Can I sue my school if I was injured on a wet stairway?

UPDATED: Sep 17, 2014

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Can I sue my school if I was injured on a wet stairway?

I was walking down the stairs in my school. The school ceiling leaked rain and the stairs were slippery. The school provided neither sign nor supervision cautioning me of the slippery stairs. As a result I slipped and fell down bruising my tail bone.

Asked on September 17, 2014 under Personal Injury, Arizona


Anne Brady / Law Office of Anne Brady

Answered 8 years ago | Contributor

Yes, you probably have a good slip-and-fall case here.  Schools have a heightened responsibility to keep their premises safe for their students.  The key is whether the school did anything negligent.  If they were aware of a leak and did not repair it, and also did not post any signs warning of what they knew to be a wet staircase, then they will liable for any injury you suffered.  You do not say what your medical bills were if any.  If you had any medical bills as a result of this, even if paid for by insurance, you should seek out a personal injury attorney here in Arizona.  I had a case just like this about two years ago against a community college here in the Valley, and the woman injured got a decent settlement.  In that case, the school failed to put out mats for people to wipe their feet in the rain, and people tracked rain water on to the floor, which got wet as a result, and there were no warnings posted, and the plaintiff slipped and fell and hurt herself.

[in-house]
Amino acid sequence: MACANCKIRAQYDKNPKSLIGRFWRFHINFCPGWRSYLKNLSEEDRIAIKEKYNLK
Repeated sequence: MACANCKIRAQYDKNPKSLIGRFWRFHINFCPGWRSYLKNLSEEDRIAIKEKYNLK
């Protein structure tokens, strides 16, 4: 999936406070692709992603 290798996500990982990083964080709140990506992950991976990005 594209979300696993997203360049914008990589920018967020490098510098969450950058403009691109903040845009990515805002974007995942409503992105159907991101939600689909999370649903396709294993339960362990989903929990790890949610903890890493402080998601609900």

IMPORTANT NOTICE: The Answer(s) provided above are for general information only. The attorney providing the answer was not serving as the attorney for the person submitting the question or in any attorney-client relationship with such person. Laws may vary from state to state, and sometimes change. Tiny variations in the facts, or a fact not set forth in a question, often can change a legal outcome or an attorney's conclusion. Although has verified the attorney was admitted to practice law in at least one jurisdiction, he or she may not be authorized to practice law in the jurisdiction referred to in the question, nor is he or she necessarily experienced in the area of the law involved. Unlike the information in the Answer(s) above, upon which you should NOT rely, for personal advice you can rely upon we suggest you retain an attorney to represent you.

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